Feri adds that the passive trend is also being driven by an increasing awareness about the use of benchmarks amongst German institutions.
“Ten years ago, nobody thought about benchmarks – then they were introduced and nobody cared about them, only after the fact, because when equities were rising it was very easy to beat the benchmark.
“We also found that five years ago there were quite a number of different benchmarks being used. That has now become concentrated to one or two types of benchmark.”
Consequently, he believes that so-called enhanced index mandates with 2–3% tracking error in equity portfolios trying to beat the benchmark could become popular over the coming years.
Mirroring the Anglo-Saxon markets, the passive rumblings in Germany, according to Feri, are also leading to the development of the core/satellite asset arrangement. “What we saw within the Spezialfond investments, which are essentially a very simple product, is a certain trend towards the core/satellite type of investment.
“For example, an institution might have two or three very large mandates with standard German banks with low tracking error and a couple of smaller mandates with less emphasis on tracking error.”
However, any noise in the market about alternative investments as the ‘satellite’ element of portfolios has yet to materialise, Leser notes. “In terms of alternative assets, we found that although there have been many publications, seminars and speeches on this in Germany where everyone was giving the impression that they were going to be investing a lot of money in alternatives, almost nobody did in the end!
“If you look at the weightings of alternative assets in the overall allocations of the 205 institutions that we talked, then on aggregate both types of alternative (hedge funds and private equity) will still be well below 1% by the end of 2003.”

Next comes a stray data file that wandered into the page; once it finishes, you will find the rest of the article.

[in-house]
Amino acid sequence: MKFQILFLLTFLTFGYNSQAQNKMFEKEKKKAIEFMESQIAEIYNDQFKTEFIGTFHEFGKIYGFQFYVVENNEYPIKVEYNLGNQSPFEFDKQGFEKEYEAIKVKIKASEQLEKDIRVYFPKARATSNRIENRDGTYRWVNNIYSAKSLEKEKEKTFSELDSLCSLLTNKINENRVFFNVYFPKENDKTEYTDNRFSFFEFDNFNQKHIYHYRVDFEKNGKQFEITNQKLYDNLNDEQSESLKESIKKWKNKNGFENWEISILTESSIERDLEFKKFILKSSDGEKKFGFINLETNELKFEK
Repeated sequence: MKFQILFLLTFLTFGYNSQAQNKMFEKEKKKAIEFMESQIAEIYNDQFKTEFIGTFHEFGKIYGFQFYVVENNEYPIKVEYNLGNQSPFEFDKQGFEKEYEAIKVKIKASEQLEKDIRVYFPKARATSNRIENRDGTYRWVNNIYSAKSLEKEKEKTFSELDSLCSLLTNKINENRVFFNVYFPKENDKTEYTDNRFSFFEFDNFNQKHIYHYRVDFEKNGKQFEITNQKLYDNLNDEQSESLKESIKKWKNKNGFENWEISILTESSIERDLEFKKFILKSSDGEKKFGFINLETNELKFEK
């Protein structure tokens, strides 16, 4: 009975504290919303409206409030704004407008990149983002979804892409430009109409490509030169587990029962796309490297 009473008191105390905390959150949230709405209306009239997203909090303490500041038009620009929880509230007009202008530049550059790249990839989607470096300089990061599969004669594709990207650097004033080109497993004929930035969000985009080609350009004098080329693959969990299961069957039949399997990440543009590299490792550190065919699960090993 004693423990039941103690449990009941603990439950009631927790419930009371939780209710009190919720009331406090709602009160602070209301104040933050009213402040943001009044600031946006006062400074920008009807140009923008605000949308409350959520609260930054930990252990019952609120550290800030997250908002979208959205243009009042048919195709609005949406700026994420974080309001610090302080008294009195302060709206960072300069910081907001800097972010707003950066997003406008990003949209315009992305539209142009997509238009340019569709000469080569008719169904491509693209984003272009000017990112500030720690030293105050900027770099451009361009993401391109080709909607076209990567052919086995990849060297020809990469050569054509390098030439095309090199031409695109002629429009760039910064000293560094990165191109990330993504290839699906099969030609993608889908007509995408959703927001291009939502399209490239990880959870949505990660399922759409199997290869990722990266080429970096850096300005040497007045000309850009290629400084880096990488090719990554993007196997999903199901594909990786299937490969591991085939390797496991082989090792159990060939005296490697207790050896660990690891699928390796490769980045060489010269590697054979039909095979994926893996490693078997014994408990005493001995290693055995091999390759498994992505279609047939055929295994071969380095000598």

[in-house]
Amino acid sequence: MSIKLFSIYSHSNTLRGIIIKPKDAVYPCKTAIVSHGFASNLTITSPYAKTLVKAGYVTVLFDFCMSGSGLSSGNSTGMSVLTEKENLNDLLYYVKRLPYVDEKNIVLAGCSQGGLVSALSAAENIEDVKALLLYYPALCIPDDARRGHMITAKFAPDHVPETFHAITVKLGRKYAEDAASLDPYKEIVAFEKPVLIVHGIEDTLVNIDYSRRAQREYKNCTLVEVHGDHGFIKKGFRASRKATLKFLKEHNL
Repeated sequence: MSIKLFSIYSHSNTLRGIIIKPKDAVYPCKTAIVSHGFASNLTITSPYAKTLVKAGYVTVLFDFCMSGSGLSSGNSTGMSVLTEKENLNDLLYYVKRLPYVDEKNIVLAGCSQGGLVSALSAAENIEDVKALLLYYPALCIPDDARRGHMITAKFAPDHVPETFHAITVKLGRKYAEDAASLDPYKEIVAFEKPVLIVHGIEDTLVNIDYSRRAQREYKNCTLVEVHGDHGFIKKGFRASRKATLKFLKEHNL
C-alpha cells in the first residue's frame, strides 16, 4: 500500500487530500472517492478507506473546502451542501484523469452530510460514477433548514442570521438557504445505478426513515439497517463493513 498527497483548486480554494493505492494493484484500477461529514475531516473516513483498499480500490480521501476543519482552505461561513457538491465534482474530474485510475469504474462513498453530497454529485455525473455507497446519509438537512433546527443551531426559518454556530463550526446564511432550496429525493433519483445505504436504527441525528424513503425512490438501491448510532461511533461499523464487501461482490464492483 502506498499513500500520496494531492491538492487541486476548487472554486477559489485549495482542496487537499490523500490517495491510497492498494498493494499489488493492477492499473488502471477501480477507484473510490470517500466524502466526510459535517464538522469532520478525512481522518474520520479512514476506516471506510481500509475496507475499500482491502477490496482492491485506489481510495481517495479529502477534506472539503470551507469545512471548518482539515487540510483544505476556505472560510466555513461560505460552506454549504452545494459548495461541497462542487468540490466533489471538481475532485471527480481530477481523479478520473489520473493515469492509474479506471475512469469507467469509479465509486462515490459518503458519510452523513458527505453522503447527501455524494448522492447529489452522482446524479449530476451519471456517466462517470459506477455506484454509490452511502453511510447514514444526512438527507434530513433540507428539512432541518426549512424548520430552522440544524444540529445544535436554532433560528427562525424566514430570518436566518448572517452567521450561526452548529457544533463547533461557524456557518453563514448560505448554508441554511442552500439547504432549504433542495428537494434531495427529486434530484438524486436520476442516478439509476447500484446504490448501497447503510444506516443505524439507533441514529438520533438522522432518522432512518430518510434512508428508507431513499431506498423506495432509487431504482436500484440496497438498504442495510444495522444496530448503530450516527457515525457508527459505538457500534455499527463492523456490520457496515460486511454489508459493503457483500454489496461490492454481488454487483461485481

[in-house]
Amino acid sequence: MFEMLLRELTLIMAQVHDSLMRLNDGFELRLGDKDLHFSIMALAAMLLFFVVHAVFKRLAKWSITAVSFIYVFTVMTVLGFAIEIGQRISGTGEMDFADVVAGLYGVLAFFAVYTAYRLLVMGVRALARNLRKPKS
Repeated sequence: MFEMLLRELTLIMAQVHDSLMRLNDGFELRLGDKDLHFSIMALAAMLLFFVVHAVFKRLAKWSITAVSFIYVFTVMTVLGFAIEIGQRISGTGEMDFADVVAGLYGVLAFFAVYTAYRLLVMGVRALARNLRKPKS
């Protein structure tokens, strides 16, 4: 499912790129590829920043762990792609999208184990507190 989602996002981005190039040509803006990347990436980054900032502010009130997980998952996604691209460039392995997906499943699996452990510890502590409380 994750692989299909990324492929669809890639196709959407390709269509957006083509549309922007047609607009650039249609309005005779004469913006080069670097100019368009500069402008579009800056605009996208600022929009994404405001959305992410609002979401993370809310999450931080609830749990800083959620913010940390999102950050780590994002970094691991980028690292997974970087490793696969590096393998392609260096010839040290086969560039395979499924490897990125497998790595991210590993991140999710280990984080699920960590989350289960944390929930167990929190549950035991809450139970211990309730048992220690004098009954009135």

Leser adds that a further question to institutions on their plans for alternative assets in the medium term, revealed a desire to increase allocations, but he points out that this will rise “from around zero to a little bit more than zero”.
“Nonetheless, this still means that there is a good market out there, albeit a niche market, with maybe a little more than E1bn in assets up for grabs.”
Leser explains that while alternatives – particularly hedge funds – may have caught the attention of institutions, private equity seems to have arrived a little late to rouse the interest of German institutions.
“People understand the basic ideas of hedge funds and they are looking at the full range, but from the legal point of view it is still difficult to invest in this asset class – you have to look at it in fixed-income type instruments. It is difficult to go for pure hedge products.
“Also, because of the equity markets at the moment there is concern regarding transparency and risk issues. Saying that though, I think hedge funds could be something for 2003–04.”